Music composed with natural sounds recorded electronically. After WWII, composers began incorporating the sounds of life into their compositions. This they called "concrete" music because it used actual sound, as contrasted with the abstract products of electronic sound generators.
A type of contemporary music in which certain elements, such as the order of the notes or their pitches, are not specified by the composer but are left to chance.
Minimalist music uses very simple melodies, motives, and harmonies repeated many, many times. Unconcerned with indeterminacy, they were, rather, interested in bringing music back to a more elementary foundation, freeing it from the accumulated weight of Western conventions, starting from ground zero, as it were.
Music that has been brought to this country and consciously developed, fostered at concerts, and taught in conservatories.
music we sing and hear as naturally as we speak our native tongue.
Simple anthems based on hymns, with a little counterpoint.
A type of variety show popular in 19th century America, performed in black face.
call and response
In African and early African American music, a style in which a phrase by a leading singer or soloist is answered by a larger group or chorus, and the process is repeated again and again.
Religious folk song that came into being outside an established church.
In jazz, a brief solo improvisation between song phrases. They add ornaments and newly contrived interludes.
Occurs when some of the accents in music are moved away from the main beats, the beats that are normally accented.
Derived from African drumming, accents are moved just a fraction of a beat ahead of the metrical points. When this happens in just the right way, the music is said to "swing."
A special category of black folk song whose subject is loneliness, trouble, and depression of every shade. It is an essential expression of African American experience.
A style of piano playing developed by black musicians playing in bars, dives and brothels. This led to jazz.
Ecstatic choral singing in evangelical church services, with high-flying sopranos over the background rhythms of the congregation - grew up at the same time as the blues and ragtime.
10 to 25 players - and such large numbers required carefully written out arrangements of the songs played.
a type of big-band jazz of the late 1930s and 1940s. Uses a strong rhythm section of double bass and drums as the anchor for a lead section of brass instruments such as trumpets and trombones, woodwinds including saxophones and clarinets, and sometimes stringed instruments such as violin and guitar, medium to fast tempos, and a "lilting" swing time rhythm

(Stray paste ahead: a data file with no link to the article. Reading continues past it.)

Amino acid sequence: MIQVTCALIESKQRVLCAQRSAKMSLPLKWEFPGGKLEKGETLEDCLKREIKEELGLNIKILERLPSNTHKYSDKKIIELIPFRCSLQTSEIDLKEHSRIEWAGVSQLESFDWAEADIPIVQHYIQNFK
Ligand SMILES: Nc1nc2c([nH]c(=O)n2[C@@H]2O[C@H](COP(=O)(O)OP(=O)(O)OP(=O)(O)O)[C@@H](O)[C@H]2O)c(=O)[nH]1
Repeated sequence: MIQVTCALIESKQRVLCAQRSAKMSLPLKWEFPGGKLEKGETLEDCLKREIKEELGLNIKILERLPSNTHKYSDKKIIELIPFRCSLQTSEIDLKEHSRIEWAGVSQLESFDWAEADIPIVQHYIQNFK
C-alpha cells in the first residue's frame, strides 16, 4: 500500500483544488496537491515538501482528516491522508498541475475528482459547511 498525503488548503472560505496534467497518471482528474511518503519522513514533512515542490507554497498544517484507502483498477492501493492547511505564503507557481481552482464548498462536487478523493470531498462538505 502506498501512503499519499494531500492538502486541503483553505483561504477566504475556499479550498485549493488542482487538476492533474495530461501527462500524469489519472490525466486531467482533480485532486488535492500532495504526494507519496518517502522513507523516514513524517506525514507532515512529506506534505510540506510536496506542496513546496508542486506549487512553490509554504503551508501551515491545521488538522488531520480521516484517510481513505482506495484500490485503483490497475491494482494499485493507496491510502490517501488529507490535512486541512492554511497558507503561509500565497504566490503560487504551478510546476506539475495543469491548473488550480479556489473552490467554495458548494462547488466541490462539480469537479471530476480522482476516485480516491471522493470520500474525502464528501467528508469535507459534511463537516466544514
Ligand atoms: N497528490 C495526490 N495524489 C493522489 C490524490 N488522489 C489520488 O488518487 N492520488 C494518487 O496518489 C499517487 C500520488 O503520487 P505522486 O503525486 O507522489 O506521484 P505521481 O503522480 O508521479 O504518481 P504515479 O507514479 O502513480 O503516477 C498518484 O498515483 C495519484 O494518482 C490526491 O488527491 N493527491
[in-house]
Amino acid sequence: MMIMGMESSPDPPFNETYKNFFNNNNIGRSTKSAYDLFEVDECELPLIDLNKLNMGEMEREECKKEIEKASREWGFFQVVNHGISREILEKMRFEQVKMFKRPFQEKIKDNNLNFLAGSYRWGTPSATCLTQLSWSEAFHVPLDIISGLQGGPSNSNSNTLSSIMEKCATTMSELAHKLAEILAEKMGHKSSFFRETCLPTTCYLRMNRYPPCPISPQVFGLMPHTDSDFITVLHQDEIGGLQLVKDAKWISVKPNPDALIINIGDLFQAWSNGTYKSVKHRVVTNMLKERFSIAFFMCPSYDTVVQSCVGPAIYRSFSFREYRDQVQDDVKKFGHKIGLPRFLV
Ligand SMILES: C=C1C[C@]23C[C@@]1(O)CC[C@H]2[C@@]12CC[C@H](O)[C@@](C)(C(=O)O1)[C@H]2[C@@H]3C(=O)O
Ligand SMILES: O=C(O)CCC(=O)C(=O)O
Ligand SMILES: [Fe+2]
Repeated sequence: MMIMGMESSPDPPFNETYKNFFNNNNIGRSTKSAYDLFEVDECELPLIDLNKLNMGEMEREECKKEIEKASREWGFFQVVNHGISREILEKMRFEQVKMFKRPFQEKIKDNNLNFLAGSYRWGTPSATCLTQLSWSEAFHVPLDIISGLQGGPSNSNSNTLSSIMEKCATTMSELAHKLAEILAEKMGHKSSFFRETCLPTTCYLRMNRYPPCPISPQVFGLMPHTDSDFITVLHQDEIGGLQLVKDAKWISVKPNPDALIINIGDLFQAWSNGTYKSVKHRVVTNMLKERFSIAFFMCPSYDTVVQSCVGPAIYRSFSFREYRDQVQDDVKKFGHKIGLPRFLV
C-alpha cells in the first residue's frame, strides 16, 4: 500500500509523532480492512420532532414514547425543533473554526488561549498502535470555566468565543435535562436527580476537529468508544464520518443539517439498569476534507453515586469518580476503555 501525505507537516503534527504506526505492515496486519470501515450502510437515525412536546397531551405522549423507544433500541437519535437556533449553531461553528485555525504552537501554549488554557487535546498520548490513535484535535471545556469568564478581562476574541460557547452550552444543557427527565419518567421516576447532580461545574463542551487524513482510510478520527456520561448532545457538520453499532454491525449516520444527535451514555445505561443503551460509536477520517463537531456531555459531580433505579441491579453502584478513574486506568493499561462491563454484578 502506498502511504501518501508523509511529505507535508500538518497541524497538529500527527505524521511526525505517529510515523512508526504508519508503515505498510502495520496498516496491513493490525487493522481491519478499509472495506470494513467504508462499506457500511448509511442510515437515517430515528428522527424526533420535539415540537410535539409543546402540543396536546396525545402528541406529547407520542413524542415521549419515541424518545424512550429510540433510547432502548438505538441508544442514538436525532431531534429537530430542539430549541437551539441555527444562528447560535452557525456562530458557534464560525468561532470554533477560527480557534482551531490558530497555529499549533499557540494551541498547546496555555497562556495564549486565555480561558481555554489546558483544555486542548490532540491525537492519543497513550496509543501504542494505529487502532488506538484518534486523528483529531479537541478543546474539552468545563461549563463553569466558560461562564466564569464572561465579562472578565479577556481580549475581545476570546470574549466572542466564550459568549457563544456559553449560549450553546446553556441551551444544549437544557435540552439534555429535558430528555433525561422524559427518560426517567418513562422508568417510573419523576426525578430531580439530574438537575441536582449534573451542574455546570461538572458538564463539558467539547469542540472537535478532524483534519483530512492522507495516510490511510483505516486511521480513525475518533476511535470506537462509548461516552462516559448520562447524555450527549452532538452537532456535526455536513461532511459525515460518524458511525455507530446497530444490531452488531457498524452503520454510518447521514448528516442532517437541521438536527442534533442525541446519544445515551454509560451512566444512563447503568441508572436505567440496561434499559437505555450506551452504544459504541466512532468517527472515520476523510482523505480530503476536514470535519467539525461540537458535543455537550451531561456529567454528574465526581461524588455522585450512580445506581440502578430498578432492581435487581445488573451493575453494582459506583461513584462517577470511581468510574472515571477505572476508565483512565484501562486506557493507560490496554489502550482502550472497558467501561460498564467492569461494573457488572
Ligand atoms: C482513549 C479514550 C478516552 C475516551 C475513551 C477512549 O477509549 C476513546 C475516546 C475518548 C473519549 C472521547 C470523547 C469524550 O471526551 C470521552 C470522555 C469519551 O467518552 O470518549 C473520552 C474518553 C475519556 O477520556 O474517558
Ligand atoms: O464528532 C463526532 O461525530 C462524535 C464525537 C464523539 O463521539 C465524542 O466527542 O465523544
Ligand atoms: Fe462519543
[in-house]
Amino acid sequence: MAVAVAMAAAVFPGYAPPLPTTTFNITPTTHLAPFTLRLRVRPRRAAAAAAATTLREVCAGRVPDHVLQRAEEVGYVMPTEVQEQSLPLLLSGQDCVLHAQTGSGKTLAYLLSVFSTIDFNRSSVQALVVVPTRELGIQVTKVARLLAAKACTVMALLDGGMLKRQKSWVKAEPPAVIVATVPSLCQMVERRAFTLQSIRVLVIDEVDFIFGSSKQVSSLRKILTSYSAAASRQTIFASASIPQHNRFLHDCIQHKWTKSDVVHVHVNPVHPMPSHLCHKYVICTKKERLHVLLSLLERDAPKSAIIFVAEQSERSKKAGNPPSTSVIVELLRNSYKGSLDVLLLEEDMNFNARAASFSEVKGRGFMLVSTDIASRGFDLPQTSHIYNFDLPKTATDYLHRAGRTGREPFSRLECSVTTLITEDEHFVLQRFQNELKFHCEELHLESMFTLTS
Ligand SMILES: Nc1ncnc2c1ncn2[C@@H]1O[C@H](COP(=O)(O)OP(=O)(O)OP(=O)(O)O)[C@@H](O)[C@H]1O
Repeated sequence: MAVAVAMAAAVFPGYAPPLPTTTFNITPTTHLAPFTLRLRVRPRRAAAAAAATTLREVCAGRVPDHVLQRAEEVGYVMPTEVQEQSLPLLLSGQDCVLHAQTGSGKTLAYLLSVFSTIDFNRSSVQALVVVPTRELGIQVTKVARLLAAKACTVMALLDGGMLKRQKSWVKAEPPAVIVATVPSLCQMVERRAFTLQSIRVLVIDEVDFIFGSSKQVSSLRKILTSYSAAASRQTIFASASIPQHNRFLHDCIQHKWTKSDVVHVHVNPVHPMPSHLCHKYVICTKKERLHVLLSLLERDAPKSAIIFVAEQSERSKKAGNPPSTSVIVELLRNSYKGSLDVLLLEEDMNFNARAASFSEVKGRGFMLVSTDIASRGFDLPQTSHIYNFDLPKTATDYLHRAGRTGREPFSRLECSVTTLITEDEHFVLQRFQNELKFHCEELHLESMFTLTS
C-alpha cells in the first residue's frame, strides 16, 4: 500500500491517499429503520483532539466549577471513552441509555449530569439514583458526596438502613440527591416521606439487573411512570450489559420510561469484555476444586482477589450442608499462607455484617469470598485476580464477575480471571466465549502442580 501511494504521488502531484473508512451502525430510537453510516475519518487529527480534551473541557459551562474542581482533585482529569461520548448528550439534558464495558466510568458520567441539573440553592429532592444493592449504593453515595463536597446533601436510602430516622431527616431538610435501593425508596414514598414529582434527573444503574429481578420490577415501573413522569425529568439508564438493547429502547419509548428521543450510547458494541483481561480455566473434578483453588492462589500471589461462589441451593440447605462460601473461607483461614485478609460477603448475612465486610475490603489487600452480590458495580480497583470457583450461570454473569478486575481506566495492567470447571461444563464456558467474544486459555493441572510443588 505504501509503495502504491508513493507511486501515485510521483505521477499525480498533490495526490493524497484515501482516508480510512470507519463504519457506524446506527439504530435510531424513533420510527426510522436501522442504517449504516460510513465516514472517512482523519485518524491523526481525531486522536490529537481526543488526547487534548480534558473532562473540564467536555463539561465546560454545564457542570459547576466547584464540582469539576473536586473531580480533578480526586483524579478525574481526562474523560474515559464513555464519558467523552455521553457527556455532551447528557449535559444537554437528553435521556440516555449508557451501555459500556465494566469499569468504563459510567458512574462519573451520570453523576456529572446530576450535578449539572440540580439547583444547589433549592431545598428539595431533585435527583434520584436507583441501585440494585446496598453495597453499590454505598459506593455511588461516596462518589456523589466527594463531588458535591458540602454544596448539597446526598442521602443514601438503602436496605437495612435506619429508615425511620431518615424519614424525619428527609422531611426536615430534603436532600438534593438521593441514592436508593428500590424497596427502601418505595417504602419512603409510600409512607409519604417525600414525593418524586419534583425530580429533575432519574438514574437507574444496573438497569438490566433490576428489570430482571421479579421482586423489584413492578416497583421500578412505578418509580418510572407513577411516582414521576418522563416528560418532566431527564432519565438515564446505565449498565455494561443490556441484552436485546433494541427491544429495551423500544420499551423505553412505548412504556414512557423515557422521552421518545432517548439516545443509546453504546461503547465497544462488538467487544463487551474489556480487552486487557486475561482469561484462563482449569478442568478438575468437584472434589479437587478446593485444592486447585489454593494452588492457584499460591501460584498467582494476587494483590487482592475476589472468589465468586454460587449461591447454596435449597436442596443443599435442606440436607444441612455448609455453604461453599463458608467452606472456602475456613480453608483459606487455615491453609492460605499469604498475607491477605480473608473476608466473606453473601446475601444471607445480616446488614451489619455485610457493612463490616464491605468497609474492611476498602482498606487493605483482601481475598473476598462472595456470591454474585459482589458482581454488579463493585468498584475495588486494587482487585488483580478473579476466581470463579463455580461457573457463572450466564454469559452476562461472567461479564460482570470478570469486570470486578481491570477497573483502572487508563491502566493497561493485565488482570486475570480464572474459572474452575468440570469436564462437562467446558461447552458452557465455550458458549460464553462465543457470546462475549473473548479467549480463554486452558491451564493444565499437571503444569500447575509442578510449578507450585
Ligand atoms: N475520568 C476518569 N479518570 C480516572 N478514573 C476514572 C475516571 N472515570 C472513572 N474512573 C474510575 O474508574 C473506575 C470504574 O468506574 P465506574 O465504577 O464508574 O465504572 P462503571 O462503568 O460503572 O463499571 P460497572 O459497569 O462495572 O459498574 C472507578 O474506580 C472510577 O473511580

a style of jazz characterized by fast tempo, instrumental virtuosity and improvisation based on the combination of harmonic structure and melody.
The creative activity of immediate ("in the moment") musical composition, which combines performance with communication of emotions and instrumental technique as well as spontaneous response to other musicians.
The intentional utilization of some degrees of chance in composition and/or performance. In its most radical form, all sounds have equal value: sounds chosen by the composer, by the performer, and all the unforeseen and unpredictable sounds that surround us every day.
The performer or performers are to remain silent.
Playing two or more identical loops at slightly different speeds, so that the repetitions gradually move apart from one another and eventually arrive again at synchronization. (Two compositions exploiting this was Come Out and Piano Phase by Reich)
Individual decision-making is immediate, necessary and basic; when to play or not, when to modify activity in any number of parameters (loudness, pitch, tone), when to imitate or ignore another participant, when to agree the performance is concluding. When to make a decision. And why.
The rite of spring
The unanswered question
45' for a speaker
Etude aux chemins de fer
Symphonie pour un homme seul
Gesang Der Junglinge
Einstein on the beach
Sinfonia to Cantata # 29
Bye bye butterfly
If you ever been down blues
Parker and Davis
Out of nowhere
Cobra - pendet
Bitches Brew, bebop - electric guitar and keyboard + jazz
Schaeffer, Russolo (Futurism), Pierre Henry
3 inventions : (1) magnetic tape, (2) synthesizer & (3) computer